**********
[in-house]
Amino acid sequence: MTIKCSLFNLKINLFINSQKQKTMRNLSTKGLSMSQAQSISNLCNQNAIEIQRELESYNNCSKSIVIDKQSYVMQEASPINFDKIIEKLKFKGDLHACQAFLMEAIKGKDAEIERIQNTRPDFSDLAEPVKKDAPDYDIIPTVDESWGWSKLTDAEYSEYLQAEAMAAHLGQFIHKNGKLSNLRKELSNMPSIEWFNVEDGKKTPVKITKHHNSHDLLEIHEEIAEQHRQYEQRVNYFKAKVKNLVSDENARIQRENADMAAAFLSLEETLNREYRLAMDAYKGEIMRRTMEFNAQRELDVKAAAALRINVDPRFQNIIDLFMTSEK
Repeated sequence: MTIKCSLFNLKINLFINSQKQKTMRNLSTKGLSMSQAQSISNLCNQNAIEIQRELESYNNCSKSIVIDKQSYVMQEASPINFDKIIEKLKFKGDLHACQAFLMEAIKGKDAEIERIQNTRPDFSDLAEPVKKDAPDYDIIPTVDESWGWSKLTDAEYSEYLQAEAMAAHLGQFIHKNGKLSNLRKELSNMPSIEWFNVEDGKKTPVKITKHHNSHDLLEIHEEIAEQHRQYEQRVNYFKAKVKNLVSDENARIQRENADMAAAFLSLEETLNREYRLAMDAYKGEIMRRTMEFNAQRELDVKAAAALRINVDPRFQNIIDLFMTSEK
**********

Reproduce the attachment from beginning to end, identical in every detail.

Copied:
[in-house]
Amino acid sequence: MTIKCSLFNLKINLFINSQKQKTMRNLSTKGLSMSQAQSISNLCNQNAIEIQRELESYNNCSKSIVIDKQSYVMQEASPINFDKIIEKLKFKGDLHACQAFLMEAIKGKDAEIERIQNTRPDFSDLAEPVKKDAPDYDIIPTVDESWGWSKLTDAEYSEYLQAEAMAAHLGQFIHKNGKLSNLRKELSNMPSIEWFNVEDGKKTPVKITKHHNSHDLLEIHEEIAEQHRQYEQRVNYFKAKVKNLVSDENARIQRENADMAAAFLSLEETLNREYRLAMDAYKGEIMRRTMEFNAQRELDVKAAAALRINVDPRFQNIIDLFMTSEK
Repeated sequence: MTIKCSLFNLKINLFINSQKQKTMRNLSTKGLSMSQAQSISNLCNQNAIEIQRELESYNNCSKSIVIDKQSYVMQEASPINFDKIIEKLKFKGDLHACQAFLMEAIKGKDAEIERIQNTRPDFSDLAEPVKKDAPDYDIIPTVDESWGWSKLTDAEYSEYLQAEAMAAHLGQFIHKNGKLSNLRKELSNMPSIEWFNVEDGKKTPVKITKHHNSHDLLEIHEEIAEQHRQYEQRVNYFKAKVKNLVSDENARIQRENADMAAAFLSLEETLNREYRLAMDAYKGEIMRRTMEFNAQRELDVKAAAALRINVDPRFQNIIDLFMTSEK